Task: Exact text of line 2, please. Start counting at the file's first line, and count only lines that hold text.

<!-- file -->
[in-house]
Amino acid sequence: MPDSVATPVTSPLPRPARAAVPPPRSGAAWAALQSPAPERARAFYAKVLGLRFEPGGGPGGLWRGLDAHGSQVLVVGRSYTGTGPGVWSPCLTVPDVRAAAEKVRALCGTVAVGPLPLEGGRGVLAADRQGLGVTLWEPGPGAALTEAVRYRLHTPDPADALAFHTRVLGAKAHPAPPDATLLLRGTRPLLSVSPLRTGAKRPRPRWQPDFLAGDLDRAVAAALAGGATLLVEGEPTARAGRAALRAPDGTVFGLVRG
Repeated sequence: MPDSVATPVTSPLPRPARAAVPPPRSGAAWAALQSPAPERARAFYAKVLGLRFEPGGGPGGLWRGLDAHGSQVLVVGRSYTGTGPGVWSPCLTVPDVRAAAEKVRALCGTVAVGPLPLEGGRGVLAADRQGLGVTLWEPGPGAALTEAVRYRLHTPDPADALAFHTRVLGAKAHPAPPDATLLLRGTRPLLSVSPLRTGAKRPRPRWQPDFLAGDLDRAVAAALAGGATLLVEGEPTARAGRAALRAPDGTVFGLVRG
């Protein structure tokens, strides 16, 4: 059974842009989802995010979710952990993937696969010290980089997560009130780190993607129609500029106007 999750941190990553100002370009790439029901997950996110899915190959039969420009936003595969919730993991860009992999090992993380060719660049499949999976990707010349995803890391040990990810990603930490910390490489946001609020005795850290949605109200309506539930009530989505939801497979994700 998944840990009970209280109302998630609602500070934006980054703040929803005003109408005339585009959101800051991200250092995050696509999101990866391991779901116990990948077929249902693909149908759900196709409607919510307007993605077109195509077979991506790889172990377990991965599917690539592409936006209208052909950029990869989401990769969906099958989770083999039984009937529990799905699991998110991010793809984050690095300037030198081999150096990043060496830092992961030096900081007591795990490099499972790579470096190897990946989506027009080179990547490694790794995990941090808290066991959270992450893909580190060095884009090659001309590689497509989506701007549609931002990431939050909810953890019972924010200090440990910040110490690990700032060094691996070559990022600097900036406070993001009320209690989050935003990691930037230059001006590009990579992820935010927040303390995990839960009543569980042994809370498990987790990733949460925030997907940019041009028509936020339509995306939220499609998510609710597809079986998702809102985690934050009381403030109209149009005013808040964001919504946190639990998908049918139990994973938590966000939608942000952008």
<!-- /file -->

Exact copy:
Amino acid sequence: MPDSVATPVTSPLPRPARAAVPPPRSGAAWAALQSPAPERARAFYAKVLGLRFEPGGGPGGLWRGLDAHGSQVLVVGRSYTGTGPGVWSPCLTVPDVRAAAEKVRALCGTVAVGPLPLEGGRGVLAADRQGLGVTLWEPGPGAALTEAVRYRLHTPDPADALAFHTRVLGAKAHPAPPDATLLLRGTRPLLSVSPLRTGAKRPRPRWQPDFLAGDLDRAVAAALAGGATLLVEGEPTARAGRAALRAPDGTVFGLVRG